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Strategy Sharpens Focus on Mission, Policy Chief Says

By Army Sgt. 1st Class Michael J. Carden
American Forces Press Service

WASHINGTON, Dec. 7, 2009 – President Barack Obama’s Afghanistan strategy gives the United States and its allies a clearer set of objectives and a more focused approach to eventually transitioning security responsibilities to the Afghan government, the Defense Department’s policy chief said here today.

Click photo for screen-resolution image
Michele Flournoy, undersecretary of defense for policy, answers questions on U.S. Afghanistan strategy at the American Enterprise Institute in Washington, D.C., Dec. 7, 2009. DoD photo by Navy Petty Officer1st Class Molly A. Burgess
  

(Click photo for screen-resolution image);high-resolution image available.

Speaking to media and other guests during a discussion hosted by the American Enterprise Institute, Michele Flournoy talked about the development of the new strategy and what the White House hopes to accomplish.

“This refined strategy was designed to do full justice to the complexity of the challenges we face, and to make sure that every perspective and every option received careful consideration,” she said.

Flournoy defended the president’s thoroughness in the review, calling the process extremely disciplined. The president wanted to ensure his national security team and allied governments understood the relationship between the Taliban, al-Qaida and other extremists. He also wanted to make sure all were in agreement about the fundamental interests at stake, she said.

“I know there are those who would have liked to see a more rapid strategy review, but the president felt strongly that with so many lives and long-term security interests at stake, doing this fast was not as important as doing this right,” Flournoy said.

The strategy, which Obama announced Dec. 1, calls for a surge of 30,000 additional U.S. troops in Afghanistan to train Afghan security forces and to root out extremists in the country’s southern and eastern regions. The majority of those U.S. troops are expected to arrive there by August.

This will bring the U.S. troop level to just fewer than 100,000, with roughly 42,000 allied troops also deployed there.

Obama also called on NATO for an additional 7,000 allied troops, Flounoy noted, adding that the U.S. and NATO mission there will focus on accelerating the quality and growth of Afghan security forces.

The emphasis on Afghan army and police will be “creating a quality force that is both effective and sustainable,” she said, and she noted that a focus on civilian assistance also is an important aspect of the strategy.

“We will also be tailoring our civilian assistance to increase governance capacity and economic opportunity in a carefully calibrated way,” she said. “We have assured our Afghan partners that our engagement and assistance will be enduring. We will not walk away from Afghanistan when the military mission ends.”

These efforts will allow the United States and NATO to remain focused on their goal of “disrupting, dismantling and eventually defeating al-Qaida by building Afghan capacity,” she said.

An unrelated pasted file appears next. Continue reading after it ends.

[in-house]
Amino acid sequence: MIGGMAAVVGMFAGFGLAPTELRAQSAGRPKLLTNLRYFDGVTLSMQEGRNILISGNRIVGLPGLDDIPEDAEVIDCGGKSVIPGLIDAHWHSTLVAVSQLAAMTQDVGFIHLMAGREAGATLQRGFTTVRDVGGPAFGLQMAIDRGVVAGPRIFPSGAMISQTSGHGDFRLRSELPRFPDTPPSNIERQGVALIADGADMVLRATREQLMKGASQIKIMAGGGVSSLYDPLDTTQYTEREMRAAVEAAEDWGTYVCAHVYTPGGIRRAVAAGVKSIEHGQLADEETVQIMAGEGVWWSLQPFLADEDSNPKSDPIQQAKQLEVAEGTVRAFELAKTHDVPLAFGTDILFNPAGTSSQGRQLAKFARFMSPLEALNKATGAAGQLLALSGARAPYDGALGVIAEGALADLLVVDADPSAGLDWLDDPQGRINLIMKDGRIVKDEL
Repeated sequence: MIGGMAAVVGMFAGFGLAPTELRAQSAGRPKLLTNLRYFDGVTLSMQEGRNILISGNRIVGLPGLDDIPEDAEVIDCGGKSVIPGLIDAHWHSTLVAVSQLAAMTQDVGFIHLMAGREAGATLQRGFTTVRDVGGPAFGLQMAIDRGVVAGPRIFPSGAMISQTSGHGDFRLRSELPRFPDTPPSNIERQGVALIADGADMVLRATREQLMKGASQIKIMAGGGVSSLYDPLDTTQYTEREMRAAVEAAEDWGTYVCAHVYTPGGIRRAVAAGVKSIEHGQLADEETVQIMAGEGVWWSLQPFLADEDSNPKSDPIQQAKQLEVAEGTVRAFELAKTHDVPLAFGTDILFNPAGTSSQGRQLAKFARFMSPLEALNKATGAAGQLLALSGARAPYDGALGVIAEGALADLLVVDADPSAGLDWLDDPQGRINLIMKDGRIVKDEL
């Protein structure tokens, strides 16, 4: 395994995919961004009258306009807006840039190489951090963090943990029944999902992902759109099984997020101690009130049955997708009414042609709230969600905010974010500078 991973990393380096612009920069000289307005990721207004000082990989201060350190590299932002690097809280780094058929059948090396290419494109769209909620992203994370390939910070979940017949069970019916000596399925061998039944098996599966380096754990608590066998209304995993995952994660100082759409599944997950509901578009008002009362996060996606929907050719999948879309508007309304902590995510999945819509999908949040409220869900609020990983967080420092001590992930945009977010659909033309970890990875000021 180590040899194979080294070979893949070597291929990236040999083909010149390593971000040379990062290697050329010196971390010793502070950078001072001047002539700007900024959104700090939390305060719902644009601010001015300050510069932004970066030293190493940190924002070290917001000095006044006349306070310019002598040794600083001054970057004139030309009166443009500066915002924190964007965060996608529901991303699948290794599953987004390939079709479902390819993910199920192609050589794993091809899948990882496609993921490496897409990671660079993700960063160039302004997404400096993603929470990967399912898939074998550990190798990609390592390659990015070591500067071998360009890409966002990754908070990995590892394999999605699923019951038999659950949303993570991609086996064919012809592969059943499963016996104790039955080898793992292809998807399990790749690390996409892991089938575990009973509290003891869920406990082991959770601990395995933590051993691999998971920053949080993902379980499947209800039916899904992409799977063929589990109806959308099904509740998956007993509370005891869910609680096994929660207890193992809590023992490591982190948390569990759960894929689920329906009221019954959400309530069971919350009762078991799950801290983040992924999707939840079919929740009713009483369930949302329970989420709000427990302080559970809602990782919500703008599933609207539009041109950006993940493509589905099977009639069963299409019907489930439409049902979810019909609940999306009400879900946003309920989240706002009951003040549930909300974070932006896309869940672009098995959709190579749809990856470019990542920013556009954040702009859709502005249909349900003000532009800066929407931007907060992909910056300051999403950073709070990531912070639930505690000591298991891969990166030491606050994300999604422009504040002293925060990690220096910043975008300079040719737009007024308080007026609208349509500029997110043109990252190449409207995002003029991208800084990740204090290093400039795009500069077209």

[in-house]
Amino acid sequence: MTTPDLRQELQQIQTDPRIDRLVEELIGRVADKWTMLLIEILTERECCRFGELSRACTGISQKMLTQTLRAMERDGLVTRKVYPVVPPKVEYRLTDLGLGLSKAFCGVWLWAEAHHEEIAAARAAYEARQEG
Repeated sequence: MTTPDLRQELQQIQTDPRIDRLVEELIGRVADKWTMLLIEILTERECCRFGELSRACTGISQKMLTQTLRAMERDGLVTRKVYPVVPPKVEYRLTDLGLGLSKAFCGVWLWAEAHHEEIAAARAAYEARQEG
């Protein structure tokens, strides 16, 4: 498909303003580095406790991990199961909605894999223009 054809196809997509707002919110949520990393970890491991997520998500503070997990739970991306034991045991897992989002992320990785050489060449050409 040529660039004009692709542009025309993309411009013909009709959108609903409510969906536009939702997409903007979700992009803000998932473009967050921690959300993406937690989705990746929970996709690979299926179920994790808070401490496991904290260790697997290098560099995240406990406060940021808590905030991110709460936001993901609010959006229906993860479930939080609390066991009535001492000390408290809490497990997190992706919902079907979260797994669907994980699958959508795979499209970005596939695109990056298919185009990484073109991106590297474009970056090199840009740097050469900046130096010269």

The U.S. effort in Afghanistan will be enduring, Flournoy said, explaining that Obama’s 18-month timeline isn’t a scheduled withdrawal. There is no U.S. military withdrawal date set, she said, but involvement by combat troops will not be “open-ended,” as the strategy emphasizes a gradual transfer of security responsibility to the Afghan government in the summer of 2011.

Flournoy said all combat troops will not leave Afghanistan after 18 months, and that the additional 30,000 would not be the new number of U.S. forces there. Security transition and U.S. drawdown will depend completely on conditions on the ground, she said.

Flournoy further explained that July 2011 was not an arbitrary date. During the review, officials conducted district-by-district analysis in every Afghan province, while projecting the current and future capacity of Afghan forces, she said. The review determined that July 2011 is a realistic date to begin transitioning security responsibilities, she added.

“We have very high confidence that by that date, conditions will permit us to end the surge and bring a gradual and responsible drawdown of U.S. forces,” she said. “Based on and assessment of conditions on the ground, the president will determine and adjust the scope and pace of the drawdown.”

Flournoy said the strategy should cause concern for the Taliban and al-Qaida. Rather than successfully creating conditions for a U.S. withdrawal, extremists now must face 30,000 more U.S. troops with additional NATO forces.

“If we are successful in reversing the momentum, [extremists] will start losing their foot soldiers. … Most of the Afghan Taliban are not ideologically committed,” she said. “We start changing that dynamic on the ground, and they’re going to come under even more pressure, so I think they have to be worried.”

Flournoy said the United States needs to show both its partners and adversaries in the region “we mean business,” and will deploy the military and civilian forces necessary to accomplish its strategic goals, while retaining tactical flexibility and flexibility to adapt.

The United States also needs to send a clear message that the U.S. military is not an occupation force, and it’s not going to be there forever. “Afghans must take primary responsibility for defending their own country,” she said.

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Biographies:
Michele Flournoy

Related Sites:
Special Report: Afghanistan Buildup



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